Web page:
That application of point cloud created with photogrammetry helps to significantly reduce time dedicated to creating object model using 3D scanning. Currently further research is conducted in that direction – aimed at optimizing number of photogrammetric measurements and strategy of marker deployment on examined objects.
3.3 Approximate model development for virtual reality
Virtual reality (VR) is a group of modern computer technologies associated to create possibility of generating interactive, three-dimensional and realistic virtual environments. VR can be applied in engineering especially as hi-tech way of design enhancement.
Dynamic and realistic simulations involving designed objects can help making easy conclusions about construction optimization. Integral element of VR is collision mapping. Frequently – especially when simulating robotic cells and assembly lines – a need of implementing work environment geometry into the simulation emerges, to check if any collision occurs during robot operation.
Obtaining 3D models of all objects within range of robot arm could take a lot of time. Photogrammetric analysis can be used in process of building simplified models of work environment objects in a quick and easy way. Acquired models can be then used to examine possible collision situations and other interactions. Models build using photogammetry analysis are very rough (especially when scene is not prepared as carefully as when photographing single object), but in this application it is rather an advantage – computers performance is limited, so reducing the geometry of objects involved in virtual simulation to the most simplified representation acceptable is commonly practiced.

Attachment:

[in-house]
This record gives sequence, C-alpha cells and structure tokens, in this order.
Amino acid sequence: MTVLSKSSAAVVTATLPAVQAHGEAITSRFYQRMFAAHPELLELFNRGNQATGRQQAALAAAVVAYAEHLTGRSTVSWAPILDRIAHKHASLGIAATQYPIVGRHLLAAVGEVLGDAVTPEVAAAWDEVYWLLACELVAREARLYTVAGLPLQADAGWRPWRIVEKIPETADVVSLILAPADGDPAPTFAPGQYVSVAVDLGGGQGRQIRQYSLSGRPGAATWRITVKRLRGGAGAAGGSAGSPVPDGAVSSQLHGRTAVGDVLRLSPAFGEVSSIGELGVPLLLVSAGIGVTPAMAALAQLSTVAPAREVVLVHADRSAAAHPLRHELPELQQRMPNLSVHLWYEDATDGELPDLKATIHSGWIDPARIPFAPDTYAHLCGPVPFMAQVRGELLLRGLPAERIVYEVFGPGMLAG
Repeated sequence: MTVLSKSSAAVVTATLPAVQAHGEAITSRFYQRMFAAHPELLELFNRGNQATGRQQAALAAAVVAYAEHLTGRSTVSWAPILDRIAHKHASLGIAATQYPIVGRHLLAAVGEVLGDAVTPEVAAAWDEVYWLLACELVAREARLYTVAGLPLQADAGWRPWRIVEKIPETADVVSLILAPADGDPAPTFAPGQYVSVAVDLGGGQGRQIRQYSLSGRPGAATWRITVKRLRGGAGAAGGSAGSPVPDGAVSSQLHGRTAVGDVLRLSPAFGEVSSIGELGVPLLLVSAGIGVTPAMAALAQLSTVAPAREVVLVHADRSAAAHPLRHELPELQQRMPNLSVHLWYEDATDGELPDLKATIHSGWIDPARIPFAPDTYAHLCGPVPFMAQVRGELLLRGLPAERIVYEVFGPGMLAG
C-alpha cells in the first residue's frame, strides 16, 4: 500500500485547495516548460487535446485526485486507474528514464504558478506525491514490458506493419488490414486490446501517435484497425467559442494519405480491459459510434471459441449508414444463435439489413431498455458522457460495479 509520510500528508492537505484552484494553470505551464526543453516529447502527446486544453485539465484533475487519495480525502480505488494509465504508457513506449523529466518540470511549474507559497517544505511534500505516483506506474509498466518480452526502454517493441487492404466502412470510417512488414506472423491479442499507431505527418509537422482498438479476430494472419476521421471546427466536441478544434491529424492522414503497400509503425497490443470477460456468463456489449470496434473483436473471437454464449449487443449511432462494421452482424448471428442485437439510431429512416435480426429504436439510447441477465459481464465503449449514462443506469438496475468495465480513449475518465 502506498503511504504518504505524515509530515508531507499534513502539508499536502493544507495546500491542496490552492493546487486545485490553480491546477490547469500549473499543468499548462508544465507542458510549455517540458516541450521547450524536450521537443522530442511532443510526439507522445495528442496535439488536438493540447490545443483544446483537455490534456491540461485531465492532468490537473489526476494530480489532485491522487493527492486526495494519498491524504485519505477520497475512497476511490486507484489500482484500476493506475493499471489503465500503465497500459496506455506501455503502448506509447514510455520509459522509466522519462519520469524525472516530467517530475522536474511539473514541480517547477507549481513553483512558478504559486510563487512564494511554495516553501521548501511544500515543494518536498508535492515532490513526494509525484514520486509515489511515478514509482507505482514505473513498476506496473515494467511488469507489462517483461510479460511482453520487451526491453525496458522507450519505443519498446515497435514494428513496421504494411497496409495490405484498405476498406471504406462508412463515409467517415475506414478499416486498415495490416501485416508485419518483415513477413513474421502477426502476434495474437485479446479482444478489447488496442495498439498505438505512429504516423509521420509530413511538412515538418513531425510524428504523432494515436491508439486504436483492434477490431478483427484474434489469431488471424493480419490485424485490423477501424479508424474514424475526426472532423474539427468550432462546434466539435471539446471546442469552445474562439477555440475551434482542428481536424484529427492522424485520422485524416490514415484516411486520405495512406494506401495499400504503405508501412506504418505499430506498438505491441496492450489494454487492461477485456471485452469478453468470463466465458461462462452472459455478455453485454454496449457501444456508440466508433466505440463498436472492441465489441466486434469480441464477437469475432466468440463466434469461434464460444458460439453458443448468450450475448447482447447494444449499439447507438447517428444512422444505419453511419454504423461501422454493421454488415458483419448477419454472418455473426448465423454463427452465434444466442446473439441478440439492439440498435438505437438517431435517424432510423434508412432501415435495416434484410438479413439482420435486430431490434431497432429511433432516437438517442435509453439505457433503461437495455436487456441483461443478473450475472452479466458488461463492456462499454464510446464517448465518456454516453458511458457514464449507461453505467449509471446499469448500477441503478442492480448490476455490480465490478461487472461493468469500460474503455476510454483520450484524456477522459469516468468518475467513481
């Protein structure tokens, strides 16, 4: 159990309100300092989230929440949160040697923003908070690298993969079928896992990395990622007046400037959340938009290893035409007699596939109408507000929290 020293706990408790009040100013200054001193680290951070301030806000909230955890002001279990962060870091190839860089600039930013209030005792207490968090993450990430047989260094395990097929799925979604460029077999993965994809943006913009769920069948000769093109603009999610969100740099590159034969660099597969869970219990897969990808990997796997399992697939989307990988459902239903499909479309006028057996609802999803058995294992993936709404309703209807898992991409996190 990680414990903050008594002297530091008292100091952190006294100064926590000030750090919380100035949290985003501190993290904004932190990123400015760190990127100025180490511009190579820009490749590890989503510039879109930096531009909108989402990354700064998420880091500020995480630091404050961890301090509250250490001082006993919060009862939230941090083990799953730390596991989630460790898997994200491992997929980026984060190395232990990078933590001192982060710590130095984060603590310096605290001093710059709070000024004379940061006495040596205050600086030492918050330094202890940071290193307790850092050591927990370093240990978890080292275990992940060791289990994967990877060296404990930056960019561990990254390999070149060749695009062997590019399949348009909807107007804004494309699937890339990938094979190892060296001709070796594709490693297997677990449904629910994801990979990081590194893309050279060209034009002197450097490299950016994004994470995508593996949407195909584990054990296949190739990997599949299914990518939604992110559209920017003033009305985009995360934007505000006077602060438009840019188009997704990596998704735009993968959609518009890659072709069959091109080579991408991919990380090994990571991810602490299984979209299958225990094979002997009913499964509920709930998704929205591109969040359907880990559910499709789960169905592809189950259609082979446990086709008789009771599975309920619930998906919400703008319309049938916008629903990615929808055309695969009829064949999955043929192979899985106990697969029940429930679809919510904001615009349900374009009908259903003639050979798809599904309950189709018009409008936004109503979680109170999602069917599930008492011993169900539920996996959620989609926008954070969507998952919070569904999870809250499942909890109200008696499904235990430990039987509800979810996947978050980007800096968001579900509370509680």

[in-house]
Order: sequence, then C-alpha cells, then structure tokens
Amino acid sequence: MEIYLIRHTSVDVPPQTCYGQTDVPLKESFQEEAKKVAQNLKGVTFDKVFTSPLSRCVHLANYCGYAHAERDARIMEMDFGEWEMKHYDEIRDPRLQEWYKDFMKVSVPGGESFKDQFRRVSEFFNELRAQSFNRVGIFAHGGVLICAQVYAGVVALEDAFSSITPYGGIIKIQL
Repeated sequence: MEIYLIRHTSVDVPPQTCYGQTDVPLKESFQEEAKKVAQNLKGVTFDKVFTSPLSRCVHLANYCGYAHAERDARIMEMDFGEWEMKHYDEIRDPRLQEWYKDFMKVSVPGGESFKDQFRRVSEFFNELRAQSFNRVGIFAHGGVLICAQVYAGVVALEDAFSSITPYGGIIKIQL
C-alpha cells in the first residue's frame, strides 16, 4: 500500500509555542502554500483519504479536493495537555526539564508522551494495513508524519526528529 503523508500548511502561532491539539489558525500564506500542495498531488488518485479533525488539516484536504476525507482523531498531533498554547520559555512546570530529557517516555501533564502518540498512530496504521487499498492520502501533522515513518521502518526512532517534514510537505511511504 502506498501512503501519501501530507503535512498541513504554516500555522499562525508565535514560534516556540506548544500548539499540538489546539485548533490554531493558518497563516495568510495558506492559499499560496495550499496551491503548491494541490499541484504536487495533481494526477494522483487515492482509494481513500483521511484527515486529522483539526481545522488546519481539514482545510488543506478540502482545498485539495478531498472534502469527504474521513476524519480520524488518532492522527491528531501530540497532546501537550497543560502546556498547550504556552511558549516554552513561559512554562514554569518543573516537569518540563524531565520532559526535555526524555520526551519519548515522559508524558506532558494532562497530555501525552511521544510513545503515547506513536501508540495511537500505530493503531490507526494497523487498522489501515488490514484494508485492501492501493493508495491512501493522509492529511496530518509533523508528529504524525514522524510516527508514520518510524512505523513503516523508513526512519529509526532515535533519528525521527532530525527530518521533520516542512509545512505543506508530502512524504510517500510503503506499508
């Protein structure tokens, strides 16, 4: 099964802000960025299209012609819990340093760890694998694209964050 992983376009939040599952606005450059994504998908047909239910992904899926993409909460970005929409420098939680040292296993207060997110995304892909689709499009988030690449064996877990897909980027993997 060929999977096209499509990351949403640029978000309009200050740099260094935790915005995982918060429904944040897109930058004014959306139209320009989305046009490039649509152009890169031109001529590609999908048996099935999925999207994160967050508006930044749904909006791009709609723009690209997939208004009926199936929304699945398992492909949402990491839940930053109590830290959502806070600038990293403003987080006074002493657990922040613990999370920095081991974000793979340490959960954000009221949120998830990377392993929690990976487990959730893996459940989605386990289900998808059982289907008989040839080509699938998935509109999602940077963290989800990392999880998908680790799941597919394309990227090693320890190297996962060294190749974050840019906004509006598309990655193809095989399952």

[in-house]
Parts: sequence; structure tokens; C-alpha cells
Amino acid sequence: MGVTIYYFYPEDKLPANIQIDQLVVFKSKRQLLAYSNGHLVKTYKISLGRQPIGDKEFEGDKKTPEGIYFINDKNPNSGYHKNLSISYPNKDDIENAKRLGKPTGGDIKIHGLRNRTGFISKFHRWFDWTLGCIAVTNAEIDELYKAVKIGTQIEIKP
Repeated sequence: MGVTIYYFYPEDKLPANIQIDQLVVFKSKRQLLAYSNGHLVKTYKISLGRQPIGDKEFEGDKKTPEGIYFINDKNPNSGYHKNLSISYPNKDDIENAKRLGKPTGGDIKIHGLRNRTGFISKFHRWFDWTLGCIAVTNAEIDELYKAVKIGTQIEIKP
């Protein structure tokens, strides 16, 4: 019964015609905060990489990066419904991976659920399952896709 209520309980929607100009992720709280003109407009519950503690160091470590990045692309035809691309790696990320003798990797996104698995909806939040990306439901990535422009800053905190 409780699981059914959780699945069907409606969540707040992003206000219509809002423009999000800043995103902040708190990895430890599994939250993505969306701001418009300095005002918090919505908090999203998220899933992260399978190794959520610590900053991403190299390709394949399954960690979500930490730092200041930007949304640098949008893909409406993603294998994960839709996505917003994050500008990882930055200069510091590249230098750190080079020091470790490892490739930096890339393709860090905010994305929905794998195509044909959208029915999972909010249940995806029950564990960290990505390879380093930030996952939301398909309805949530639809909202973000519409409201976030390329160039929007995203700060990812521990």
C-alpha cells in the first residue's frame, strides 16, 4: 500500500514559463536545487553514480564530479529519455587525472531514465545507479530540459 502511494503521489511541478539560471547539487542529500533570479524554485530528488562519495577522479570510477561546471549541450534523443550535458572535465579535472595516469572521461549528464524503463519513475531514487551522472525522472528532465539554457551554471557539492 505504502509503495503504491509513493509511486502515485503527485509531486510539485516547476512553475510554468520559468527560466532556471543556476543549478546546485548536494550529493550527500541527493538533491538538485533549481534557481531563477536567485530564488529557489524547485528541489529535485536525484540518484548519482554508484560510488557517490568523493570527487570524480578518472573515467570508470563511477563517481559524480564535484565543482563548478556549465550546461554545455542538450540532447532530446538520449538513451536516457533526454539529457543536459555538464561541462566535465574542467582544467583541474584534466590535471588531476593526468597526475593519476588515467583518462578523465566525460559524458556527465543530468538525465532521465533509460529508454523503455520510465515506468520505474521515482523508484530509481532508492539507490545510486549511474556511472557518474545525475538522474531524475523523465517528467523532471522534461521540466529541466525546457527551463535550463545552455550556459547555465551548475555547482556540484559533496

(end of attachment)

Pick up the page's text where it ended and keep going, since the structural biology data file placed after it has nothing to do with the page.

Collision mapping is actually performed mostly using alternative geometry, usually in a form of bounding box for preliminary check, with more complicated methods (from convex hulls to exact geometry) used only when necessary. Invaluable advantage of photogrammetric analysis in that case is short time of acquiring the 3D model and good visual properties – textures extracted from photos can be applied to improve visual effect.
Close-range photogrammetry allows to obtain digital representation of studied existing object in straightforward way, without using equipment other than digital camera and computer with appropriate software.
Application of object representation acquired during photogrammetric analysis to build model for manufacturing short series of products helps to reduce costs and shortens time of the whole process.
Applying photogrammetry for supporting 3D optical scanning brings similar benefits – time reduction and consequently decreased cost of whole operation. Rough model build using photogrammetric analysis has also a number of other applications – it can be used in virtual reality as a representation of existing object which may collide with other objects. It is not difficult to find other applications of such model, also in disciplines other than mechanical engineering.
Present-day market trends force companies to use lean production methods and constantly shorten delivery time. Thus simple, inexpensive and easily accessible photogrammetry is worth of interest.